Go to the Globe and Mail homepage

Jump to main navigationJump to main content


Funding for food-related research dries up in Canada Add to ...

Canada's largest research council has dropped food and agriculture as a strategic target area just as several organizations, including the United Nations, express fears that a global food crisis is emerging.

The Natural Sciences and Engineering Research Council, a $1.1-billion agency that funds university research, has removed food-related research from its target funding areas this year and will instead focus on projects concerning the environment, natural resources, information technologies and manufacturing. In a statement, NSERC insisted many agricultural-related topics still fall within the four priorities and that "food-related research, despite not being listed as a target area, continues to be a priority for NSERC funding."

But the move has frustrated some researchers who say it's yet another sign that rich countries such as Canada are putting less emphasis on food research just when it is most needed.

NSERC's decision "sends a very negative signal," said Allan Mussell, a senior associate at the George Morris Centre, an agriculture research organization based in Guelph, Ont. "We've got all these challenges on the horizon and we seem to have not understood what role Canada can play."

Last week, the United Nations' Food and Agriculture Organization raised concerns about a food crisis after reporting that its food price index had hit a historic high. The FAO has already estimated that food production will have to increase 70 per cent by 2050 as the world population expands to 9.1 billion people from about 6.8 billion people in 2010.

Food production has kept pace with population growth for decades mainly because of research-led innovations, such as new plant breeds and better faming techniques, that have boosted crop yields in big farming countries like Canada. One of the best examples of this kind of innovation has been canola, developed in the 1960s by government-funded Canadian scientists and now close to surpassing wheat as the largest crop grown in Western Canada.

But farm productivity in Canada and elsewhere has slowed markedly in the past 20 years, according to several studies. The decrease has coincided with a drop in public spending on research and there are now fears that future food demands won't be met.

Governments "have reallocated [money]away from just trying to grow more food," said Richard Gray, a professor of bio-resources policy at the University of Saskatchewan. "If you are trying to feed the world, that's a really bad thing because you have less research and you get a productivity slowdown."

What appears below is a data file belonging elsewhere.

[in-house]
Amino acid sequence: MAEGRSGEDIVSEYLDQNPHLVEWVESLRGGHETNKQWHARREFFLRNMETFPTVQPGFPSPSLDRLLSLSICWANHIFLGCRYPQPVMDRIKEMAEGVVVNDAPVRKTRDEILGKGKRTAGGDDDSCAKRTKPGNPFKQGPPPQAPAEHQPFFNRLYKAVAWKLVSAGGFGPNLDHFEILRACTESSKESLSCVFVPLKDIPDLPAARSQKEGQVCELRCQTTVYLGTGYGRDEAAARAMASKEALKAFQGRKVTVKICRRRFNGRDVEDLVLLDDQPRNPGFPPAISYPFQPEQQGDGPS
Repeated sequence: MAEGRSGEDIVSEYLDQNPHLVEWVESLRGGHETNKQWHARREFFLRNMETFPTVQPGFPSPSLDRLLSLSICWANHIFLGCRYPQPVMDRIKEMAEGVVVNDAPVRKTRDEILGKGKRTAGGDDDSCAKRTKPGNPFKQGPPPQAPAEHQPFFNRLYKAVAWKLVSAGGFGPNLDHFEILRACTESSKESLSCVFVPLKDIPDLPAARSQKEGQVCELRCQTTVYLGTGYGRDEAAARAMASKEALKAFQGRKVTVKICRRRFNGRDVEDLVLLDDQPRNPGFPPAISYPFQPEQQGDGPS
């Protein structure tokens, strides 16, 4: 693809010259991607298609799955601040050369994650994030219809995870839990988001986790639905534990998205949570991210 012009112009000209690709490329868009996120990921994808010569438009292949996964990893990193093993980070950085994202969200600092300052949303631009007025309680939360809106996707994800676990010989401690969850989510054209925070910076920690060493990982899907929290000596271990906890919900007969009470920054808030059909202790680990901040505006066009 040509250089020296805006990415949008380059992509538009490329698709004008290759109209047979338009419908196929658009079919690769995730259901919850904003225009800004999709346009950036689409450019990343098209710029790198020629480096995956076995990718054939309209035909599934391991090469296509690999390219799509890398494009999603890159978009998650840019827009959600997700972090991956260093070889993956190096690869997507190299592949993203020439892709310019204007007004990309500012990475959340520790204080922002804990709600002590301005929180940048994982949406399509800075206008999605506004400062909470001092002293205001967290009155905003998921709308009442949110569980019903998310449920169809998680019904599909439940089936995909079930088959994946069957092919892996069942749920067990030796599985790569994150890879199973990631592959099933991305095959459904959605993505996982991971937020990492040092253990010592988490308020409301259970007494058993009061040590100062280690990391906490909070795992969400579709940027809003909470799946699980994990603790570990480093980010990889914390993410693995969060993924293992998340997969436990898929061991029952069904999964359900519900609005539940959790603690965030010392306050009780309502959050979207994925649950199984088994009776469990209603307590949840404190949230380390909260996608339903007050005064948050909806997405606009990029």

He added that while private companies are doing more research, they tend to focus on tweaking existing crops to make them more profitable instead of conducting basic research that leads to major breakthroughs.

The federal agriculture department spends about $230-million annually on research programs and while that has increased by roughly $40-million in the past five years it's still far below the amount spent 20 years ago. It's also a fraction of the $4-billion Ottawa spends annually on farm-income-support programs.

Marc Fortin, assistant deputy minister for research at Agriculture and Agri-Food Canada, said agriculture faces numerous issues and the government has committed more resources to study food safety and environmental concerns as well as crop production. "It is a fantastic challenge," he said. "That's why we are seeing, around the world, increasing discussion about food security."

Douglas Yungblut, president of the Agricultural Institute of Canada, knows all about the decreasing emphasis on research. The 90-year-old institute, which publishes four scientific journals, has seen its membership and finances drop sharply in recent years. New members are getting harder to find because there are fewer young scientists coming up and enrolment in university agriculture programs has been falling. The non-profit organization is now in the midst of a strategic review to figure out how it can keep going.

"We've really struggled to replace revenue that we used to get when we had a lot more [members]" Mr. Yungblut said, adding that the institute's budget is about $400,000 annually. "We're just kind of limping along I guess at this point."

Report Typo/Error

Follow on Twitter: @PwaldieGLOBE


Next story




Most popular videos »

More from The Globe and Mail

Most popular